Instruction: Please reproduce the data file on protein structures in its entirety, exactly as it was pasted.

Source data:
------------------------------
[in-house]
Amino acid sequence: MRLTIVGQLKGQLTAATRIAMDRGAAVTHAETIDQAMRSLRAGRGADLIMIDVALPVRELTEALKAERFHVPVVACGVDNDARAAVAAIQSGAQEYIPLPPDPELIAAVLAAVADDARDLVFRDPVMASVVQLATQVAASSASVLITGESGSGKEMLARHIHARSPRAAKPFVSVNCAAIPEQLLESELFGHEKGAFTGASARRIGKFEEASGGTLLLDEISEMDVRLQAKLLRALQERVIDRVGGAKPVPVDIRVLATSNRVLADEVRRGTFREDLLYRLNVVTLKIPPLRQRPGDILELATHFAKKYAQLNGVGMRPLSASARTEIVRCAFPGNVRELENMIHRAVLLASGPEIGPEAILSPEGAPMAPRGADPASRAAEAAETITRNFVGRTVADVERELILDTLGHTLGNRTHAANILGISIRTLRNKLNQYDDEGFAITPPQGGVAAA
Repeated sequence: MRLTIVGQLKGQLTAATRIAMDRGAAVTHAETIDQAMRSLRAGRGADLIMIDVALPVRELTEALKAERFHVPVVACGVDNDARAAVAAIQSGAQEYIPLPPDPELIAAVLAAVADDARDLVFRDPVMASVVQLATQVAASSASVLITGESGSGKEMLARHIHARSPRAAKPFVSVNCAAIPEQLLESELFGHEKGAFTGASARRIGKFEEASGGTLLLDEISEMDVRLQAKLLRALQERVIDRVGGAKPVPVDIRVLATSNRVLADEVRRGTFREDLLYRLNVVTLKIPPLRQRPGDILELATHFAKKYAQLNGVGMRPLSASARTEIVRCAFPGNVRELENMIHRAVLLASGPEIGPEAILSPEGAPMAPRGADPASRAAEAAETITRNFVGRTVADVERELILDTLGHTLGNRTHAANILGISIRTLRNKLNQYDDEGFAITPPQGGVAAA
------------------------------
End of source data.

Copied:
[in-house]
Amino acid sequence: MRLTIVGQLKGQLTAATRIAMDRGAAVTHAETIDQAMRSLRAGRGADLIMIDVALPVRELTEALKAERFHVPVVACGVDNDARAAVAAIQSGAQEYIPLPPDPELIAAVLAAVADDARDLVFRDPVMASVVQLATQVAASSASVLITGESGSGKEMLARHIHARSPRAAKPFVSVNCAAIPEQLLESELFGHEKGAFTGASARRIGKFEEASGGTLLLDEISEMDVRLQAKLLRALQERVIDRVGGAKPVPVDIRVLATSNRVLADEVRRGTFREDLLYRLNVVTLKIPPLRQRPGDILELATHFAKKYAQLNGVGMRPLSASARTEIVRCAFPGNVRELENMIHRAVLLASGPEIGPEAILSPEGAPMAPRGADPASRAAEAAETITRNFVGRTVADVERELILDTLGHTLGNRTHAANILGISIRTLRNKLNQYDDEGFAITPPQGGVAAA
Repeated sequence: MRLTIVGQLKGQLTAATRIAMDRGAAVTHAETIDQAMRSLRAGRGADLIMIDVALPVRELTEALKAERFHVPVVACGVDNDARAAVAAIQSGAQEYIPLPPDPELIAAVLAAVADDARDLVFRDPVMASVVQLATQVAASSASVLITGESGSGKEMLARHIHARSPRAAKPFVSVNCAAIPEQLLESELFGHEKGAFTGASARRIGKFEEASGGTLLLDEISEMDVRLQAKLLRALQERVIDRVGGAKPVPVDIRVLATSNRVLADEVRRGTFREDLLYRLNVVTLKIPPLRQRPGDILELATHFAKKYAQLNGVGMRPLSASARTEIVRCAFPGNVRELENMIHRAVLLASGPEIGPEAILSPEGAPMAPRGADPASRAAEAAETITRNFVGRTVADVERELILDTLGHTLGNRTHAANILGISIRTLRNKLNQYDDEGFAITPPQGGVAAA